Morel Mushroom???

I know virtually nothing about mushrooms – which ones are edible, which ones are poisonous, which ones are hallucinogenic, what their names are, and so forth. However, living in a very shaded area, and with all the recent rain, we have them everywhere! The ones I see most often are not very attractive, and they pop up all over my landscaped mulch areas.

About a year ago, we had a few families from our church over to our house. One of them brought a Morel mushroom to show us what they look like, thinking we might have some in our woods. After seeing the Morel, I realized I had never seen one on our property, at least not around the house. Well… about a week ago, I saw a single mushroom that just might have been a Morel. If you’re not familiar with what a Morel mushroom is, I do know they’re edible and, I think, VERY valuable… or maybe that’s Truffles. Hmmm…

Since John and I know nothing about mushrooms, I simply photographed it, and then tossed it into our ravine. And I saw another one just yesterday.

Is this a Morel mushroom??? I’ve heard they can resemble a poisonous mushroom.

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16 comments to Morel Mushroom???

  • Amber

    I think so. If so, they’re very yummy!!!

    I’m sure you have church friends who would be happy to do some mushroom hunting… It’s a very popular activity this time of year!!

    • Holly

      Yes, I think my friends at church would die if they heard I, apparently, tossed a perfectly good Morel mushroom into the ravine!! LOL…

  • Heather

    I’ve never tasted one, but that picture sort of groses me out…anything with lots of bumps, ridges, or holes! My son, Max has said the same thing. Let us know how they taste if you end up tasting one (and live to tell about it) :)

    • Holly

      Isn’t it funny how things like that (finding bumps, ridges, or holes gross) can be passed down to our kids. (Or… maybe they “learn” that it’s gross ;) ) Funny you mention this though. I have the same aversion to items with pits/pockets. I can’t STAND to look at a corn on the cob after I’ve eaten the corn off of it. Revolting!!!

  • Gretchen

    I grew up in Greene County and my family has always been big on Mushroom hunting. I remember when I was about 5 my grandpa and dad found a whole Chevy truck bed full of them. While I am not a fan of them, most of my family can not wait until the first “mess” is found.

    The way they have always cooked them is by soaking them in water (to get rid of the bugs and dirt) and then dipping them into a beaten egg, then flour (or cornmeal) and frying in butter.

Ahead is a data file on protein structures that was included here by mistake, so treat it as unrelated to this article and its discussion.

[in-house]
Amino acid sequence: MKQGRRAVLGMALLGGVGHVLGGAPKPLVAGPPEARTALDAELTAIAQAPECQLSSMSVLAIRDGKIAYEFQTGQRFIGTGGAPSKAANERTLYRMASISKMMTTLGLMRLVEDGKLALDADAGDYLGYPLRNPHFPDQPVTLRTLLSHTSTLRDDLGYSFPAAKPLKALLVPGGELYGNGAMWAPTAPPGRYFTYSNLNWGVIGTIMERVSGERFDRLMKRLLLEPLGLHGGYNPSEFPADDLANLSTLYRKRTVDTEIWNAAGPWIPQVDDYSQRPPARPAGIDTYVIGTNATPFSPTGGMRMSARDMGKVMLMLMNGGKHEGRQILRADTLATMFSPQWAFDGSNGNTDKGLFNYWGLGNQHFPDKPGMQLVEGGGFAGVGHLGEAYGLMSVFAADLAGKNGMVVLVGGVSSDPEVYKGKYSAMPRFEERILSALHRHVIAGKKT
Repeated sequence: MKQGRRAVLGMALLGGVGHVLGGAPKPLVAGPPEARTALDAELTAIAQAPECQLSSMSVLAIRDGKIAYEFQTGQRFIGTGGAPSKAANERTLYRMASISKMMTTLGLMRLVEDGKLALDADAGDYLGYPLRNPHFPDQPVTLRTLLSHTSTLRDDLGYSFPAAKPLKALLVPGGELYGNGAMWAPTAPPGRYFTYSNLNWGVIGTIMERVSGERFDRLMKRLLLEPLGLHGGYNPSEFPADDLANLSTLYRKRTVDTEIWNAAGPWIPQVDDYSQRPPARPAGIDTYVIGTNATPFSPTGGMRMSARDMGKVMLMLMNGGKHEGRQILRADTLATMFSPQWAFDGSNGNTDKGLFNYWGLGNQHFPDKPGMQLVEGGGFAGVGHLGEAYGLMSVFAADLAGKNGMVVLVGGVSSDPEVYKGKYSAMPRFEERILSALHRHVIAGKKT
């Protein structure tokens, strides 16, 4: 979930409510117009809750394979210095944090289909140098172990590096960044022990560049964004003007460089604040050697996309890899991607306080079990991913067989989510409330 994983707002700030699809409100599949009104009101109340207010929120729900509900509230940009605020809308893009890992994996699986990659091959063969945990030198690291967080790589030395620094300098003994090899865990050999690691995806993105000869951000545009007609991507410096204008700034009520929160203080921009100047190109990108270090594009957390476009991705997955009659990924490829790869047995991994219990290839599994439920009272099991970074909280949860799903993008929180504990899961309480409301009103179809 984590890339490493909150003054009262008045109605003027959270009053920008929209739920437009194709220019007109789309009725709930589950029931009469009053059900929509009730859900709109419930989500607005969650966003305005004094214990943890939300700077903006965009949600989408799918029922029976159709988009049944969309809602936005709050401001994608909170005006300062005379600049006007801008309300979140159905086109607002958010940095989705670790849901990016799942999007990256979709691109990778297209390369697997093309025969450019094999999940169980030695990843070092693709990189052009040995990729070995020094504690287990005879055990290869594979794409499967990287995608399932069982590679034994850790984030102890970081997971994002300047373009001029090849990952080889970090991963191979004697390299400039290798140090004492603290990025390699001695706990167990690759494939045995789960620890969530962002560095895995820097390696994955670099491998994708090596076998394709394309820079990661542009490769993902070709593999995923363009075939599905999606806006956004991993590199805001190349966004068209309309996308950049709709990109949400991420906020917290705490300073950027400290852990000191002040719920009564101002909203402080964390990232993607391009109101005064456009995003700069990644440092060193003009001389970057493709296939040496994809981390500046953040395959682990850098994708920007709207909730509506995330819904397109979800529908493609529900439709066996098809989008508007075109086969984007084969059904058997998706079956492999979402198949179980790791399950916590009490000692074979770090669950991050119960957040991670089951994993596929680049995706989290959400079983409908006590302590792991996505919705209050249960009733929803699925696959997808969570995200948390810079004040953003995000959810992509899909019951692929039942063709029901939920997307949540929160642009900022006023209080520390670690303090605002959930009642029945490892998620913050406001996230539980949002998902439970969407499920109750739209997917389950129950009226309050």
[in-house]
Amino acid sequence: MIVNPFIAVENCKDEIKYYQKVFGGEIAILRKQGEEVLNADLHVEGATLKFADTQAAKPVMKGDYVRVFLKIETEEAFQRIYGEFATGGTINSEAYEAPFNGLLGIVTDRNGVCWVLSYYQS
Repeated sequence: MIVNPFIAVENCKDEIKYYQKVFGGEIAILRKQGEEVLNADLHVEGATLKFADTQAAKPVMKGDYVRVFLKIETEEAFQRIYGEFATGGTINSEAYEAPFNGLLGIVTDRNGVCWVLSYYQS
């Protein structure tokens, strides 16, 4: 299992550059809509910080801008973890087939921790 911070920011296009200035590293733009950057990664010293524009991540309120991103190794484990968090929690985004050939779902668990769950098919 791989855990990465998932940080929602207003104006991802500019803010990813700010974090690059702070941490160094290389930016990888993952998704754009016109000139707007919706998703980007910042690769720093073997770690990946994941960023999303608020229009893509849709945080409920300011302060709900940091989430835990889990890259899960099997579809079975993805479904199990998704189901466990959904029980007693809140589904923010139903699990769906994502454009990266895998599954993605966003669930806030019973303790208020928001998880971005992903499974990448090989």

• Holly

      I can’t imagine seeing that many mushrooms – “…a whole Chevy truck bed full of them.” Wow!! Or how many hours it took to find them. I would think that would take more than a single season to find so many. (Can you see how little I know about mushroom hunting?) :)

      And thanks for the cooking tip, in case I become brave enough to eat one.

  • I’m not sure what that is, but I have one in my yard too! I’m not sure I’m brave enough to eat mushrooms from my yard, since some poisonous varieties look so similar to edible ones.

    • Holly

      I know! Never having eaten a fresh-picked mushroom myself, except from the local grocer, I totally understand the hesitation. However, Amber gave an interesting comment on Facebook that has made me take it under consideration. I just might plop one of these into a pan and following Gretchen’s cooking instructions. We’ll see…

  • Linda

    FYI, if you want to buy them, they are $45 a pound this year. Pete will be happy to come over and relieve you of them if you want…

    • Holly

      That’s about the same price someone mentioned on Facebook. Incredible!

      I only know of 1 mushroom, but he’s welcome to it. If he wants to crawl into our ravine, he can double the treasure. :)

  • Yum! That is a true morel, and you can tell by cutting it in half lengthwise. If it’s hollow it’s good. The false morel is not hollow, but filled with “webbing”. We love to gather them in the spring. I soak them in salt water, rinse, cut in half, dip in beaten egg, then flour, then fry in butter. Or just fry in butter. The breaded ones can be frozen very successfully and hold their shape well. Or you can freeze the plain fried ones to add to risotto, etc.
    Some people can develop a reaction to them over time.

    • Holly

      Shelley – I keep hearing good things about Morels! I appreciate your feedback. I’ll have to see if that second possible Morel I found is still out in our yard/woods, so I can “dissect” it, as you’ve described. This is becoming a very fun post. :)

      Just curious… What kind of “reaction” do some people develop over time?

  • Peggy

    I have been hunting morels for 35 years my husband took me out just after we were married and I loved it. this year I have already found 3 pounds. we also found 116 in one place so I believe finding a truck load. my question is can morels be grown like button mushroom or what I was told that you cant grow them

    • Holly

      3 pounds of morels – wow! I only found 2 in our yard. 116 is pretty impressive too.

      Not sure about being able to grow them, but I’ll do some research and will comment back on it.

      Thanks for commenting, Peggy.

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